Rhetorical Outline “Labyrinthine” by Bernard Cooper. Par. Brief description of what the author is doing. OneSentence Distillation of What the. Author is Saying. Bernard Cooper, “Labyrinthine” (). God help Bernard Cooper if this is how he felt at In the last paragraph of Labyrinthine—a shortish essay in which. That was how Bernard Cooper ended his insightful and thought-provoking essay “Labyrinthine.” Those words haunt me to this very day.

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By suggesting that maybe we cannot trust him, Cooper is actually being incredibly fair to his reader.

But perhaps he was designed that way for a labyrintyine. The sentence implores us to consider the possibility that the narrator is unreliable. They are well-adjusted phrases. He spends the majority of it recounting particular scenes: The first section, which operates in assertions, is roughly three times the length of the second, which is concerned with unanswerable questions.

I can only imagine, and try to infer the answers from my momentary observation. They are of such simple disposition and sweet demeanor.

Paris Review – Labyrinthine

I was resolute in this decision without fully understanding why, or what it was I hoped to avoid; I was only aware of the need to hide and a vague notion, fading fast, that my trouble had something to labyrinthije with sex. This site uses cookies. Again, this is an essay about the continually accumulating and confounding corridors of human life. Their cousin, on the other hand, seems to have a bit of a personality disorder. He is soft and allows himself to be imposed upon.


That is precisely what is happening in this phrase—life is happening to Cooper. It does not share the immediate familial similarities. In wedge-like fashion, they are outside sources lodged into the greater whole.

And what do we make of it? There is an entire world kept hidden from me in each and every soul. Closing the kitchen door behind me, I vowed never to leave home again.

The word carries connotations of force and imposition, suggesting another way in which the writer is a victim of external powers. I have no way of knowing what is really going on inside of this person on the street, or the next one I will pass.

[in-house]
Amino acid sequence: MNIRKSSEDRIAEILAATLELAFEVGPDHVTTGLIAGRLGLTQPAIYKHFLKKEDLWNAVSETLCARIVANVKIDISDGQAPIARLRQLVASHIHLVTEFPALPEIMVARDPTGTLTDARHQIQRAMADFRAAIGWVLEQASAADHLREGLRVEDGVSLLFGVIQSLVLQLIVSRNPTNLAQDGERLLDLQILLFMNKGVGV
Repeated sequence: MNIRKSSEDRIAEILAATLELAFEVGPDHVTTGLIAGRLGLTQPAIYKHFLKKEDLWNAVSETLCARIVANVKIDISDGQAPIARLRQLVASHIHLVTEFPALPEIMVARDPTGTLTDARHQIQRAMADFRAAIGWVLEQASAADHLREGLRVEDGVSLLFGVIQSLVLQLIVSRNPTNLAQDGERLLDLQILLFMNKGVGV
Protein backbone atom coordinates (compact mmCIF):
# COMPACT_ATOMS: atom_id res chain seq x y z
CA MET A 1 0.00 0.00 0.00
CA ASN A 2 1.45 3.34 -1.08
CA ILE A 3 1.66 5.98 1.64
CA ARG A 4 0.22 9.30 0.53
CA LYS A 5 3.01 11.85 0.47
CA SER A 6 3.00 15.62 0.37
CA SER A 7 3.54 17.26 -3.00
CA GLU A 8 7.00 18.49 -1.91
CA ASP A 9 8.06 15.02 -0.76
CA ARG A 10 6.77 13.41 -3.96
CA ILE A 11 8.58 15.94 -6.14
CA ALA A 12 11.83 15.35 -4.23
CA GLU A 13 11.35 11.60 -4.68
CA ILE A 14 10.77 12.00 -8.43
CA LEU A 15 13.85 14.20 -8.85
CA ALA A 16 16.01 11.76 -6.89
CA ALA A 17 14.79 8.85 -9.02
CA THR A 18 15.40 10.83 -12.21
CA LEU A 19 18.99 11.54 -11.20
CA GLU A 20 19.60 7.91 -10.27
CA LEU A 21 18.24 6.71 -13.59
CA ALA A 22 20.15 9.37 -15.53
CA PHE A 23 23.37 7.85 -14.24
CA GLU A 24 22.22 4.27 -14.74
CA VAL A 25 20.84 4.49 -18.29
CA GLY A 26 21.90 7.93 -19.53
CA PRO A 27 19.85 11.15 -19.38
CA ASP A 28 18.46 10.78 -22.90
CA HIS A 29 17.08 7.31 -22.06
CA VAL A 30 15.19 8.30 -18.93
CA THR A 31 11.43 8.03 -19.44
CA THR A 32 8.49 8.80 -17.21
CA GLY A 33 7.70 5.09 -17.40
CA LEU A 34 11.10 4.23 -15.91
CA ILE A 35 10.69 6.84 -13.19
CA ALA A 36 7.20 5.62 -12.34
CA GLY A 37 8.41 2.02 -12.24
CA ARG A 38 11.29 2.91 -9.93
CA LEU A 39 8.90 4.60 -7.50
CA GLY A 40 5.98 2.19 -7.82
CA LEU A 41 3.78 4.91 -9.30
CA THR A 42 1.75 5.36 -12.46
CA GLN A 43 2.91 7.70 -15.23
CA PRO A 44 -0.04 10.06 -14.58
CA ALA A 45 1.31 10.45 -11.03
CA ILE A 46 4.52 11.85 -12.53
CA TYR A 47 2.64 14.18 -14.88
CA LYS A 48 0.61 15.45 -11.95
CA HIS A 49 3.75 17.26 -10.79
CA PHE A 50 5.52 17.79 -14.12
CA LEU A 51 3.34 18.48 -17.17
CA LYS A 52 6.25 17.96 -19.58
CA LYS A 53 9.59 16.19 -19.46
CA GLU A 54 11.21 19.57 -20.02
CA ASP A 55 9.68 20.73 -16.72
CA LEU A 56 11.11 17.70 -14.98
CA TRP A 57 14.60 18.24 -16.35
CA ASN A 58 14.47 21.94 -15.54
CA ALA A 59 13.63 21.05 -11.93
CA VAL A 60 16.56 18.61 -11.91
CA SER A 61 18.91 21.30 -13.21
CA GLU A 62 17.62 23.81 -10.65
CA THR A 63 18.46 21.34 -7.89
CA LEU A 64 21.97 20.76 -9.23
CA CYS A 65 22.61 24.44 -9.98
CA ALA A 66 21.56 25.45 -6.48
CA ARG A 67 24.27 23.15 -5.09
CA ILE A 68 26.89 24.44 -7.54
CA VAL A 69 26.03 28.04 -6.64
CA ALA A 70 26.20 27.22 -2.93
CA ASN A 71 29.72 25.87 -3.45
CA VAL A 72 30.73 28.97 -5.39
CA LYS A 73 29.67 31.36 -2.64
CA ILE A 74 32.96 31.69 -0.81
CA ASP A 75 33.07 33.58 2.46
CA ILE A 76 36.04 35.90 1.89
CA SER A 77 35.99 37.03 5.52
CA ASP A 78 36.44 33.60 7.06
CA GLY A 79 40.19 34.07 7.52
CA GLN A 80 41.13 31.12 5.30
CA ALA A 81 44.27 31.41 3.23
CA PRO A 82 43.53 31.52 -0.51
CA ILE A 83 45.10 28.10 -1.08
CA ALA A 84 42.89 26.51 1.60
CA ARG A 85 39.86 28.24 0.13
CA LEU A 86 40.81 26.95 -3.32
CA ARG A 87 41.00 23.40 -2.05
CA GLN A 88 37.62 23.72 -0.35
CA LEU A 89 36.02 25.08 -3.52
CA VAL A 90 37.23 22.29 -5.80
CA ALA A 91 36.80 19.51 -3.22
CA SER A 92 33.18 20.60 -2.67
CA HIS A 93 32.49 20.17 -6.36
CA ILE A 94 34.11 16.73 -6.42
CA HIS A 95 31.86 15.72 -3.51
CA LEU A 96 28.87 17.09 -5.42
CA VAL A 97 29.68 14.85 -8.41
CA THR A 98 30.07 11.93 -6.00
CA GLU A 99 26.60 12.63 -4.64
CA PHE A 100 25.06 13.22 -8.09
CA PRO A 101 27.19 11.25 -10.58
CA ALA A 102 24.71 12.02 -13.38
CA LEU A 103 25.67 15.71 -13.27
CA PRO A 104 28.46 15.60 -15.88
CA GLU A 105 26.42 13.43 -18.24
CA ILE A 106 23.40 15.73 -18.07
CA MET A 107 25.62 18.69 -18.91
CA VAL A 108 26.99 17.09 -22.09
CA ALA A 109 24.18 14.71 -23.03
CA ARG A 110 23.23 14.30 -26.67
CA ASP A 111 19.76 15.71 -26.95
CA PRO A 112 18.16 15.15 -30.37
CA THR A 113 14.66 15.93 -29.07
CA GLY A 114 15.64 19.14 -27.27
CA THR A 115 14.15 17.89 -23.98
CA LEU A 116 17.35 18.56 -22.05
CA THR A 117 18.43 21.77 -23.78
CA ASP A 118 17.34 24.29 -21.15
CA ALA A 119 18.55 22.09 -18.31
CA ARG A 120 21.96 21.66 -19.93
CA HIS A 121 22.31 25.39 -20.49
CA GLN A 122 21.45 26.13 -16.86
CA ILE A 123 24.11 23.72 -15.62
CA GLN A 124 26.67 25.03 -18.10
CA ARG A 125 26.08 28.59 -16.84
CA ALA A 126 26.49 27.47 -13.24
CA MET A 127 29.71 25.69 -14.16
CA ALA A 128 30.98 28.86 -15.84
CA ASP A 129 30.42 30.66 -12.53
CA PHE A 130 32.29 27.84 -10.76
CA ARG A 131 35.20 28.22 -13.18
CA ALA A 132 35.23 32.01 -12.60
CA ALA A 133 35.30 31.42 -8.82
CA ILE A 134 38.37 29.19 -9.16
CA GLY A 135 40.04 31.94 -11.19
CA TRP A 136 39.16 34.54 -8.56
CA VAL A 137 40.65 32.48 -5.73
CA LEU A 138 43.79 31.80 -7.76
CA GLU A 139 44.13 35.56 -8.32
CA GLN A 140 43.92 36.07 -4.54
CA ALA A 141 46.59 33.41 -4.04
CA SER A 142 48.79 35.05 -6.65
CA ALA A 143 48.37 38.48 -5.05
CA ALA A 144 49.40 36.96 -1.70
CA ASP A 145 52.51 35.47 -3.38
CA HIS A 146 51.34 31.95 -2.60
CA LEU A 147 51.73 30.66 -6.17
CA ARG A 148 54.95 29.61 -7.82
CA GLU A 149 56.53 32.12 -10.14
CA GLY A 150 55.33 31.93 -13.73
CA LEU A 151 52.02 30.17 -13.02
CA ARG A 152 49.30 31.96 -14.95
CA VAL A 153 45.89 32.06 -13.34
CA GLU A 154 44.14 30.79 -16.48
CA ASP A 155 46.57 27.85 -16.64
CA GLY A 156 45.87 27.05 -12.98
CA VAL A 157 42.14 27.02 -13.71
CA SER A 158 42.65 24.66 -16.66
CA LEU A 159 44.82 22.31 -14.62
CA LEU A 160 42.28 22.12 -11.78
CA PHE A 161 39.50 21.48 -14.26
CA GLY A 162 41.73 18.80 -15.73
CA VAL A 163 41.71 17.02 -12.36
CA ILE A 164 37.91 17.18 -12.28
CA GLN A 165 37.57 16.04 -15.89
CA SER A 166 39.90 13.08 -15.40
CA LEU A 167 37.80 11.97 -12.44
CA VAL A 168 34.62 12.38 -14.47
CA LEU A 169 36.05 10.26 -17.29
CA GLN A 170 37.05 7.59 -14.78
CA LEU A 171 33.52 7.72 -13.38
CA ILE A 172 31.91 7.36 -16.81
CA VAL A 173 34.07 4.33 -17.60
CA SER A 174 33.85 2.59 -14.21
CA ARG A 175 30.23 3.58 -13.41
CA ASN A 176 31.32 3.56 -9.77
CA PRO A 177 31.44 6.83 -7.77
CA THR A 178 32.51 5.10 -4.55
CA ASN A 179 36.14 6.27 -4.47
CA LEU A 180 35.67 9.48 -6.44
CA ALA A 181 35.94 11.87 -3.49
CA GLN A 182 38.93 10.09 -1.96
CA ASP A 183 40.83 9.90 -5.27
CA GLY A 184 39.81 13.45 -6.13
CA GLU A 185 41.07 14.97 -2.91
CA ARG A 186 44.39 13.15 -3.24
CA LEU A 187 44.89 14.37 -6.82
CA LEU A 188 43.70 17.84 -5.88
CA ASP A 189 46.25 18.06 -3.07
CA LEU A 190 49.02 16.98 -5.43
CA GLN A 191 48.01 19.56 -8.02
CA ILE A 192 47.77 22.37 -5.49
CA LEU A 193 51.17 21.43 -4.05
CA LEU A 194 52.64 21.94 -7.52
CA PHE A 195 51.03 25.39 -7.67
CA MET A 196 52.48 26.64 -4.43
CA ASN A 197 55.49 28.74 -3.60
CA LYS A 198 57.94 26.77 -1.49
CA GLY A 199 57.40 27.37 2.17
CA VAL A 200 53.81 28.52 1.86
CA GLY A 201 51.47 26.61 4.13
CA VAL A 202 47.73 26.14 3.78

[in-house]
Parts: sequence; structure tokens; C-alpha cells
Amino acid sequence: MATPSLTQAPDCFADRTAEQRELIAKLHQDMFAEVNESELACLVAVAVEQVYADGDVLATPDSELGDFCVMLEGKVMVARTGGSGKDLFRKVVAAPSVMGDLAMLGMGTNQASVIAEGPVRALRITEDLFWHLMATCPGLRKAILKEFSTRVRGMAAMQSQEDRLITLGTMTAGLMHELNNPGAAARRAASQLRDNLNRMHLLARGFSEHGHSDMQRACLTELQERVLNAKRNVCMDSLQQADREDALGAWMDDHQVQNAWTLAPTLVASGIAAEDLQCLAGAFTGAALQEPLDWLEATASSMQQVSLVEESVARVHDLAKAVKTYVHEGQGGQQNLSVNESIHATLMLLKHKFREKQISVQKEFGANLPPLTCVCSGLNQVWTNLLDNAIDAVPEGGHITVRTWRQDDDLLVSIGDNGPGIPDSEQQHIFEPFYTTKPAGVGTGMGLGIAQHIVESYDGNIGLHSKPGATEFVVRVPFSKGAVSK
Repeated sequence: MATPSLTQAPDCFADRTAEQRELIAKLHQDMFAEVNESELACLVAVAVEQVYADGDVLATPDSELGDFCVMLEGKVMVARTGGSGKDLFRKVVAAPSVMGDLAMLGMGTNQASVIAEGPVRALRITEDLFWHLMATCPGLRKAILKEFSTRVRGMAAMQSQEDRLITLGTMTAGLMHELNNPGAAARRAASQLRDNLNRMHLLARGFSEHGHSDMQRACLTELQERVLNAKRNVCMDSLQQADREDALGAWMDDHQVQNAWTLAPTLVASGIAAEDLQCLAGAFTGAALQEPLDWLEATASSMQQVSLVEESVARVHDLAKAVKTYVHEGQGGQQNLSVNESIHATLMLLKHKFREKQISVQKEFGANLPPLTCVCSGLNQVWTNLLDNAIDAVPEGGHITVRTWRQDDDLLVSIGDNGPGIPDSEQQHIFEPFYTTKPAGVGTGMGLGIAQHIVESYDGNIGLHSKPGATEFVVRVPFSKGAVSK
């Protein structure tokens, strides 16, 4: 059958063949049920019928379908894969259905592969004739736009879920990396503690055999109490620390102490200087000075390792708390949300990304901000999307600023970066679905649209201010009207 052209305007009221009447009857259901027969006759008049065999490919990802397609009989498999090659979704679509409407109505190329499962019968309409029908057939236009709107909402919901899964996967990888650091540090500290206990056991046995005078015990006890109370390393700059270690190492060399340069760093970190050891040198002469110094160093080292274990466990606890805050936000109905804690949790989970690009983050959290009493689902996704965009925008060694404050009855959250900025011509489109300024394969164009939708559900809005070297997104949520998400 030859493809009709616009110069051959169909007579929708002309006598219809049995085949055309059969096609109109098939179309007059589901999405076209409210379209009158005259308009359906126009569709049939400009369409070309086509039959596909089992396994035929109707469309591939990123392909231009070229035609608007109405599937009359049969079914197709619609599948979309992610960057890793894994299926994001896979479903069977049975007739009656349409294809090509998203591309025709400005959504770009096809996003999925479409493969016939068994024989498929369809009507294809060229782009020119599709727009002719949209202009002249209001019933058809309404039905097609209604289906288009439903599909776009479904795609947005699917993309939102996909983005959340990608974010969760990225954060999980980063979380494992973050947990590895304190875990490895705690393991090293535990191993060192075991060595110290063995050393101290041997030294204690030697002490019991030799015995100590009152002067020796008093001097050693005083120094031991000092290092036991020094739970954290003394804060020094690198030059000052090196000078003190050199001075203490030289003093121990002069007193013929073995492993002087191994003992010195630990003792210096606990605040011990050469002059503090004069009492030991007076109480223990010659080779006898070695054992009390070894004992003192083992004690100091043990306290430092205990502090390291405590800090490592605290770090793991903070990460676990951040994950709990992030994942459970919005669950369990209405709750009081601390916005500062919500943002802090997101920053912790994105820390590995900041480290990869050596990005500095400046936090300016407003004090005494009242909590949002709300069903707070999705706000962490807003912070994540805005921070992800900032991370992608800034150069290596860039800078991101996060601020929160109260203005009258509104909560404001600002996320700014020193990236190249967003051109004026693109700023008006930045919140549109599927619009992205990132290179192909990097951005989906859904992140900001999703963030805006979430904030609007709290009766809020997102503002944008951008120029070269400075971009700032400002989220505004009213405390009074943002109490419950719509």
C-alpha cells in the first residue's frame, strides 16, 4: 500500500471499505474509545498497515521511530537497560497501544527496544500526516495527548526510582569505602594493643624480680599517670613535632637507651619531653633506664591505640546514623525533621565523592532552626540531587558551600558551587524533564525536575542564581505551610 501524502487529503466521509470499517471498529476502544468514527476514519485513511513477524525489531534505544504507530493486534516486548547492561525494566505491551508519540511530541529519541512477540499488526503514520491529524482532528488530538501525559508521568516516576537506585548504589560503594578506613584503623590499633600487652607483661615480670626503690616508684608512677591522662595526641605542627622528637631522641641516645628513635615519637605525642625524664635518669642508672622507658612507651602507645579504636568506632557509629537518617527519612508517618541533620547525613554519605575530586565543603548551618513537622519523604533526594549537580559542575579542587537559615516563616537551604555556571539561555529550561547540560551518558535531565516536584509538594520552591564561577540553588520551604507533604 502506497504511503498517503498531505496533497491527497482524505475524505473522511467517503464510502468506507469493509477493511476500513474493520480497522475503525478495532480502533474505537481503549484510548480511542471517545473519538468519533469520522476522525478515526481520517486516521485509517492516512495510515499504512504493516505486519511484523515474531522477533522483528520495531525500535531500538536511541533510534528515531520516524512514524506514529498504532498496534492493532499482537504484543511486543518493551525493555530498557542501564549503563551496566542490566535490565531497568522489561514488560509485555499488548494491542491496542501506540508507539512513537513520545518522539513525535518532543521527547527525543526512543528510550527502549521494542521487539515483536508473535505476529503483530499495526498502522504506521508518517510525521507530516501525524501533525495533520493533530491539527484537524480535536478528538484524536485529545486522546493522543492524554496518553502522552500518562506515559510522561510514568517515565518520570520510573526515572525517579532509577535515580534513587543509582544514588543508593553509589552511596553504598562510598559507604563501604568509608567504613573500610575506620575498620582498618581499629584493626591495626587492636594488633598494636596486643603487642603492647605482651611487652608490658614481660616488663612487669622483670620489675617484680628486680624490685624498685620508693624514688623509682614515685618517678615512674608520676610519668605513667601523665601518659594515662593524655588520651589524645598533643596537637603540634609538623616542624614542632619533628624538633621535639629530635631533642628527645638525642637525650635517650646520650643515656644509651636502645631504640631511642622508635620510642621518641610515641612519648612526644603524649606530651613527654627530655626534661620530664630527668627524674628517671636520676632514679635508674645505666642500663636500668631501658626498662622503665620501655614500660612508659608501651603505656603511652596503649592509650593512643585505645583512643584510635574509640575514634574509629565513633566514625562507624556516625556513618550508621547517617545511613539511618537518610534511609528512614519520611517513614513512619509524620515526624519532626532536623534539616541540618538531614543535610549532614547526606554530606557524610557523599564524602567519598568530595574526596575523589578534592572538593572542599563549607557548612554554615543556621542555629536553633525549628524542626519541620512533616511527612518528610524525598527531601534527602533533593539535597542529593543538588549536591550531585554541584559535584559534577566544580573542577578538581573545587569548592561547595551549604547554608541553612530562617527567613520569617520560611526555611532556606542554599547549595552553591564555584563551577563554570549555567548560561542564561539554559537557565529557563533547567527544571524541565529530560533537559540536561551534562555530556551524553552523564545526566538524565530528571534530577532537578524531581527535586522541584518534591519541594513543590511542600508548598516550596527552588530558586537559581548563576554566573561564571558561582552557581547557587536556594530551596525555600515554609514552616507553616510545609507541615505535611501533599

“Labyrinthine” by Bernard Cooper – Welcome

The third phrase in the list is related to these two as well, but in more of a cousinly way. It is about the inability to actively navigate its labyrinth once aware that the labyrinth exists.

Baseball in the Middle of Everywhere. There is a silent framework within that phrase, which, when unmuted, reads as: It is clearly the spunkiest word in the entire sentence. It is fitting, then, that this section proposes that concept as a question: It could be counseled to better adhere to the straight-laced, tidy structure of its cousins.


Bernard Cooper and the Essayistic Sentence

It illustrates the possibility that Cooper has made into memories stories that are not his. By continuing to use this website, you agree to their use.

At its root is an equative: It is about the sheer and ever-increasing volume and impossible intricacies of its corridors. The verb, wedgedimmediately jumps out. But I cannot see beneath their surface.

It becomes a challenge to know whether anything in this essay is for certain, which then verifies its entire premise—that the ever-growing complications of life only lead to feeling increasingly lost and less assured.

Why are they in such a hurry to get there? The author as a young boy must acknowledge and learn to deal with his newly developing feelings and urges, a task that challenges his naive outlook. The list contains three phrases.

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